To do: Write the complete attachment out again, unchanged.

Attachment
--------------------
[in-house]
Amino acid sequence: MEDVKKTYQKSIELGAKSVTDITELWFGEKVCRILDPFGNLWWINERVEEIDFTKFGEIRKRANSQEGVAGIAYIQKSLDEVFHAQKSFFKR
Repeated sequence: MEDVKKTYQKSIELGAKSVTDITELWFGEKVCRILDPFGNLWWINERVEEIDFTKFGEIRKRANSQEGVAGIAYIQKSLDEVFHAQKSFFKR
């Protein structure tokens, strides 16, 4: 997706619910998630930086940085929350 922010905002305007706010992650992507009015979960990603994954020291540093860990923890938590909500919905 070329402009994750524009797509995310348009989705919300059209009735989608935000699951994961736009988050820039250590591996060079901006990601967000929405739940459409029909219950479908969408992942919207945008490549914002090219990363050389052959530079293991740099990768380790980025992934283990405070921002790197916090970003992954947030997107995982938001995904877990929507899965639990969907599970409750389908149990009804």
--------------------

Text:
[in-house]
Amino acid sequence: MEDVKKTYQKSIELGAKSVTDITELWFGEKVCRILDPFGNLWWINERVEEIDFTKFGEIRKRANSQEGVAGIAYIQKSLDEVFHAQKSFFKR
Repeated sequence: MEDVKKTYQKSIELGAKSVTDITELWFGEKVCRILDPFGNLWWINERVEEIDFTKFGEIRKRANSQEGVAGIAYIQKSLDEVFHAQKSFFKR
């Protein structure tokens, strides 16, 4: 997706619910998630930086940085929350 922010905002305007706010992650992507009015979960990603994954020291540093860990923890938590909500919905 070329402009994750524009797509995310348009989705919300059209009735989608935000699951994961736009988050820039250590591996060079901006990601967000929405739940459409029909219950479908969408992942919207945008490549914002090219990363050389052959530079293991740099990768380790980025992934283990405070921002790197916090970003992954947030997107995982938001995904877990929507899965639990969907599970409750389908149990009804």